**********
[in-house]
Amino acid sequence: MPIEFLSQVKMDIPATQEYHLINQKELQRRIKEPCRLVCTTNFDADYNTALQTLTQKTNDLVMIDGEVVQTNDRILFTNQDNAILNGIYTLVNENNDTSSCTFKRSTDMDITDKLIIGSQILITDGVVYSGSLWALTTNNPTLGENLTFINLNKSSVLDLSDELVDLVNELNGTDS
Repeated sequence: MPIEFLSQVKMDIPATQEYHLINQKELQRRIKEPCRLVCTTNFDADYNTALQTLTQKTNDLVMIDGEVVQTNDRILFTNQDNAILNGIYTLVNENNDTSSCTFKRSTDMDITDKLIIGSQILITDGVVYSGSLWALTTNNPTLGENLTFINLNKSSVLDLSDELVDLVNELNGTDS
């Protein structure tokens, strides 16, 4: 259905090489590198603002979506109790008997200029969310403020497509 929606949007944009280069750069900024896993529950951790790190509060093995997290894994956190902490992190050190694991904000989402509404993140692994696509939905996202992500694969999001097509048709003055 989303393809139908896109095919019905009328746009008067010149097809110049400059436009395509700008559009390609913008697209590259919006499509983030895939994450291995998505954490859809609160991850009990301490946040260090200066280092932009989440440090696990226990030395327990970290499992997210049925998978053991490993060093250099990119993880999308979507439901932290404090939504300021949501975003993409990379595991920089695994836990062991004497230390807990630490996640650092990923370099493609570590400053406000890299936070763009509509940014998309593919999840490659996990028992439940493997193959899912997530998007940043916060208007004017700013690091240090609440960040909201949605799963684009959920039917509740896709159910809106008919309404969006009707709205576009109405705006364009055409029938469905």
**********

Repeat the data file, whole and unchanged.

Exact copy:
[in-house]
Amino acid sequence: MPIEFLSQVKMDIPATQEYHLINQKELQRRIKEPCRLVCTTNFDADYNTALQTLTQKTNDLVMIDGEVVQTNDRILFTNQDNAILNGIYTLVNENNDTSSCTFKRSTDMDITDKLIIGSQILITDGVVYSGSLWALTTNNPTLGENLTFINLNKSSVLDLSDELVDLVNELNGTDS
Repeated sequence: MPIEFLSQVKMDIPATQEYHLINQKELQRRIKEPCRLVCTTNFDADYNTALQTLTQKTNDLVMIDGEVVQTNDRILFTNQDNAILNGIYTLVNENNDTSSCTFKRSTDMDITDKLIIGSQILITDGVVYSGSLWALTTNNPTLGENLTFINLNKSSVLDLSDELVDLVNELNGTDS
């Protein structure tokens, strides 16, 4: 259905090489590198603002979506109790008997200029969310403020497509 929606949007944009280069750069900024896993529950951790790190509060093995997290894994956190902490992190050190694991904000989402509404993140692994696509939905996202992500694969999001097509048709003055 989303393809139908896109095919019905009328746009008067010149097809110049400059436009395509700008559009390609913008697209590259919006499509983030895939994450291995998505954490859809609160991850009990301490946040260090200066280092932009989440440090696990226990030395327990970290499992997210049925998978053991490993060093250099990119993880999308979507439901932290404090939504300021949501975003993409990379595991920089695994836990062991004497230390807990630490996640650092990923370099493609570590400053406000890299936070763009509509940014998309593919999840490659996990028992439940493997193959899912997530998007940043916060208007004017700013690091240090609440960040909201949605799963684009959920039917509740896709159910809106008919309404969006009707709205576009109405705006364009055409029938469905």